> fellowship of beloved Christians to uphold us when we
        > feel like we would fall, He has also given us His
        > sacraments: Baptism and the Lord's Supper. How often
        > do we avail ourselves of our Baptism to strengthen our
        > faith? To not do so, dear ones, is like a bride/groom
        > receiving a wedding ring and pulling it off after the
        > wedding never to look at it or never to stir up the
        > solemn promises signified and sealed by that ring.
        > Dear ones, if a wedding ring should remind us of the
        > promise made to us so as to stir up trust and love in
        > our wife/husband, how much more should our Baptism
        > remind us of the gracious promises made to us by
        > Christ so as to stir up our trust and love in Him. We
        > are not to trust in our Baptism to save us, but we are
        > to use our Baptism to encourage our faith in the
        > promises of Christ.
        > 9. As I close today, the resurrected Christ closes
        > with a most sobering truth in Mark 16:16: "He that
        > believeth not shall be damned." Those who do not lay
        > hold of Jesus Christ and His righteousness by faith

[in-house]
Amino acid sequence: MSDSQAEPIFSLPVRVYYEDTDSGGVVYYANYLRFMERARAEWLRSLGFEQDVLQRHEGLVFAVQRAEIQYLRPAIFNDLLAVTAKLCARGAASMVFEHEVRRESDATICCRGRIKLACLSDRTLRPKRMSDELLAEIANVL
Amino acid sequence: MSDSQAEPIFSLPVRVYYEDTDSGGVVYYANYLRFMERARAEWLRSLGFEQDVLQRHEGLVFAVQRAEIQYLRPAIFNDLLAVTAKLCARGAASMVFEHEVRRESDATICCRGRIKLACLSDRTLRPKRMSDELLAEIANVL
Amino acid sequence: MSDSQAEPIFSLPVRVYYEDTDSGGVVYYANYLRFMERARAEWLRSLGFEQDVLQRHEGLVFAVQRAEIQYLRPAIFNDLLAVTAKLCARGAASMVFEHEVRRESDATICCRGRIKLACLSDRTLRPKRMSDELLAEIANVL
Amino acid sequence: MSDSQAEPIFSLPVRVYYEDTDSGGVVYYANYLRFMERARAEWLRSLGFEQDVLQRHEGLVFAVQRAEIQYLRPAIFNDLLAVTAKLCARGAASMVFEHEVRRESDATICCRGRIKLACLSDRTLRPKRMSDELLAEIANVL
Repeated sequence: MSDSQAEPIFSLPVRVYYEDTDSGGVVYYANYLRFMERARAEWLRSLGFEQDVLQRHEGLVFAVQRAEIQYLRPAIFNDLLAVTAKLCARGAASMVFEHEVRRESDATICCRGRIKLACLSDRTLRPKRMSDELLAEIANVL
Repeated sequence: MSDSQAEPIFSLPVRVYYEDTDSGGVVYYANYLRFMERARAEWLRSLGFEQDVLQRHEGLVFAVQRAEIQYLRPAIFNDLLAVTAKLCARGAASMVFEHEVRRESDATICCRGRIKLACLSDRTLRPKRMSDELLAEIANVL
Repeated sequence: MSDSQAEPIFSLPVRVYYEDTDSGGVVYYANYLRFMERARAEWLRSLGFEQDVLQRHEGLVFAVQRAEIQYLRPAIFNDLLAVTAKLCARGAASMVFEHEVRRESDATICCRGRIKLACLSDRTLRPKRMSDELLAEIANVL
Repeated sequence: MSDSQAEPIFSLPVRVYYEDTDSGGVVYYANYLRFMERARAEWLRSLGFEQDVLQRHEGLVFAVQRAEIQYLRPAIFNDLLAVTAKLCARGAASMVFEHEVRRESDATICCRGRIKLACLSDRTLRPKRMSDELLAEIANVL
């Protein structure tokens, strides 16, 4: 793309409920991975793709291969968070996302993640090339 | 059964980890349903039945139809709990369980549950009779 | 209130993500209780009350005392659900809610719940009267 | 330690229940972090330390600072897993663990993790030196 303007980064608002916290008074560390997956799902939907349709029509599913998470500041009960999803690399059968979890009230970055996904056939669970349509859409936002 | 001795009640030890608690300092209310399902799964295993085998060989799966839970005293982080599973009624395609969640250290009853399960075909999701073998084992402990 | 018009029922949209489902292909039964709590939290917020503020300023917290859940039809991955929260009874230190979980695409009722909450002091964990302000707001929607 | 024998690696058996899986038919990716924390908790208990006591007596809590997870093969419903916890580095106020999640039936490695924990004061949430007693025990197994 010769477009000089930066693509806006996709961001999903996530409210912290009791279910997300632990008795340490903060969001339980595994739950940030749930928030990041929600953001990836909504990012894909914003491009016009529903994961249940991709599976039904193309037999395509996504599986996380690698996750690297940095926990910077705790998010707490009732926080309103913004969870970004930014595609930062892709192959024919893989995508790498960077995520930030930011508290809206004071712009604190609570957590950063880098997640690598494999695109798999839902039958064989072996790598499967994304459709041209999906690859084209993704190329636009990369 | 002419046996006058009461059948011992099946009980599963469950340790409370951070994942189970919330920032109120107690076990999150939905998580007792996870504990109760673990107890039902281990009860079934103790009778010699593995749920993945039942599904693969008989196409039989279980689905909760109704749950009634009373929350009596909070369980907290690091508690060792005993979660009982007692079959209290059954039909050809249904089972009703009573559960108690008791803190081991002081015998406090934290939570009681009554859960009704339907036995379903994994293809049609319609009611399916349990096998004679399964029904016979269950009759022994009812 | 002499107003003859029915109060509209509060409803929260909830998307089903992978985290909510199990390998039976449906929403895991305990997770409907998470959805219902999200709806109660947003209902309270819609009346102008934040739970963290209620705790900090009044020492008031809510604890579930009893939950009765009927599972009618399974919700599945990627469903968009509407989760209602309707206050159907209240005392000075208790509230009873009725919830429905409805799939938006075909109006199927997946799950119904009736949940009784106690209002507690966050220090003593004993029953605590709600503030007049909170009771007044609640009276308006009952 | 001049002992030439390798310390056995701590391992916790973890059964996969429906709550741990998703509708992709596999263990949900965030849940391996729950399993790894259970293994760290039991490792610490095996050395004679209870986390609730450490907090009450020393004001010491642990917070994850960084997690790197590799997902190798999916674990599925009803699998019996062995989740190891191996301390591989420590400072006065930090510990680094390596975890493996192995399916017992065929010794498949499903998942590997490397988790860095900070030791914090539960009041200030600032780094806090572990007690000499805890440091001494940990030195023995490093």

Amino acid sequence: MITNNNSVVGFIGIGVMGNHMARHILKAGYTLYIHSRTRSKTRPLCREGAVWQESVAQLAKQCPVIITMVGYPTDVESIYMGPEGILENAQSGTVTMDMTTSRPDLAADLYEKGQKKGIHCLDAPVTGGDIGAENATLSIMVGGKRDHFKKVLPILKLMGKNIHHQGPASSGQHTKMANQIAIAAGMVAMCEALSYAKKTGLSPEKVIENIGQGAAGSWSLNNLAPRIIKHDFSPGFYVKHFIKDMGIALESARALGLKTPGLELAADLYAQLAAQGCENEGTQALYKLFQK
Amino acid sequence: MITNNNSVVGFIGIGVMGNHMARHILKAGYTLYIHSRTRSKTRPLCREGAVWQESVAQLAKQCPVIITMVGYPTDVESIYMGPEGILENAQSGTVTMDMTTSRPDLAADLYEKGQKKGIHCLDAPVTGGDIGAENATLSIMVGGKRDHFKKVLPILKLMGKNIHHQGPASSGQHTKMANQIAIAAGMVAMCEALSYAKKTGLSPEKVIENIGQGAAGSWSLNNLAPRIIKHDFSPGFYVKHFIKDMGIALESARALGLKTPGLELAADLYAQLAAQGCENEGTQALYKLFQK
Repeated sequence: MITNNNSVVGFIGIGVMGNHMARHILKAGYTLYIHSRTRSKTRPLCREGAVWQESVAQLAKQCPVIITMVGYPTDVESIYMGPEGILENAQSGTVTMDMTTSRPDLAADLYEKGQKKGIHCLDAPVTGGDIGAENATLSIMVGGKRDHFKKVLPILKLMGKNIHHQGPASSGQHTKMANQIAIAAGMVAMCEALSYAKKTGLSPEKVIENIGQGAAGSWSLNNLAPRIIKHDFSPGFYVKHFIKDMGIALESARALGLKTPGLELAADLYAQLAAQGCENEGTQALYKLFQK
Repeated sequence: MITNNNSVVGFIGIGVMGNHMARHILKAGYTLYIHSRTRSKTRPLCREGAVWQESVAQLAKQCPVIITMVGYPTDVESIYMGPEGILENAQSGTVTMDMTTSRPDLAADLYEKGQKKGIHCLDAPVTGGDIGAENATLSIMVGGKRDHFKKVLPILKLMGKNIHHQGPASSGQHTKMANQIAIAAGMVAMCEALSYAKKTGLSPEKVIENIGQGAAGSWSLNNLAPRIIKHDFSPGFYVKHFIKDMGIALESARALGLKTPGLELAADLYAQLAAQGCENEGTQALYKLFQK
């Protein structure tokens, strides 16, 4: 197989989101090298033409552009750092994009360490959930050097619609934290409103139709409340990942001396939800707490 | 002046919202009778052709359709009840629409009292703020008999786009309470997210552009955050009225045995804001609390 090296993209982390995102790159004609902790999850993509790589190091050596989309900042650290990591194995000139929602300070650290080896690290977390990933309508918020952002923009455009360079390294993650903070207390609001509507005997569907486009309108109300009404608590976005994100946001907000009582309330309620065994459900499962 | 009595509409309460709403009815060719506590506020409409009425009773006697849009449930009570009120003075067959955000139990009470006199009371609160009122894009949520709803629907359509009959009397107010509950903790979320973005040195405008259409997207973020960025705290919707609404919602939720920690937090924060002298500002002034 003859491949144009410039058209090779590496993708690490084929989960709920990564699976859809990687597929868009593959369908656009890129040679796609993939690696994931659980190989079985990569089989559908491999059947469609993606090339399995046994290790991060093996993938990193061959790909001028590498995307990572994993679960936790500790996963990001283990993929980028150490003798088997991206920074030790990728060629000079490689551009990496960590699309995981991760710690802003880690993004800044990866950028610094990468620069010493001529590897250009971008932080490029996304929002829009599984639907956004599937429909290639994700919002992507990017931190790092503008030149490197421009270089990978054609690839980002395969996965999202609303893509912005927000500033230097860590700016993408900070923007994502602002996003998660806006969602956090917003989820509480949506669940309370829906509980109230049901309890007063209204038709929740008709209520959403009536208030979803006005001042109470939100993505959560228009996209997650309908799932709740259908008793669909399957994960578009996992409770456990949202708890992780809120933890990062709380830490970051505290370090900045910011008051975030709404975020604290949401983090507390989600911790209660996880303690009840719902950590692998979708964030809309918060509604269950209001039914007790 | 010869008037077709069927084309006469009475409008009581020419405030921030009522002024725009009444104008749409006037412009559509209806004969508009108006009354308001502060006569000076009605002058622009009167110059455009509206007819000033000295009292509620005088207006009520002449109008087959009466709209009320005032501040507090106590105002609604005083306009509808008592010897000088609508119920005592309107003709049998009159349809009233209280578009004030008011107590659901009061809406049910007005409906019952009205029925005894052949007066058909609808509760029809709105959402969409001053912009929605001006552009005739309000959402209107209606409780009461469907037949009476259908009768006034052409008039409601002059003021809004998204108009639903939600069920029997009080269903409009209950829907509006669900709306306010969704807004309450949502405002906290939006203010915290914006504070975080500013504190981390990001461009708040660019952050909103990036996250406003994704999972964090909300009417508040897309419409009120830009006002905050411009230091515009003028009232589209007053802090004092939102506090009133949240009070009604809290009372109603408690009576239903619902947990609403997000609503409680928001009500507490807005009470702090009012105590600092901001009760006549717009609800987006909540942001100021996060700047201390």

> alone will suffer everlasting condemnation and torment
        > in hell. We can fool a lot of people, but we cannot
        > fool God. Are you trusting in Christ alone for your
        > eternal salvation? Or are you trusting in your
        > Baptism, or in your membership in the Church, or in
        > your coming to the Lord's Supper, or even in your
        > faith or repentance to save you? Saving faith is
        > resting in Christ alone and His righteousness. Saving
        > faith is not looking outward to the works you have
        > done or inward to your faith, love, repentance, or
        > anything else to save you. Saving faith is looking to
        > the righteousness of Christ, to the forgiveness of
        > Christ, and to the life of Christ and reaching out by
        > faith to receive those promises made to you in the
        > Gospel. Believe on the Lord Jesus Christ and thou
        > shalt be saved! And if you have believed in Christ
        > already, renew your faith in Christ as you remember
        > the promises made to you in your Baptism.
      Your message has been successfully submitted and would be delivered to recipients shortly.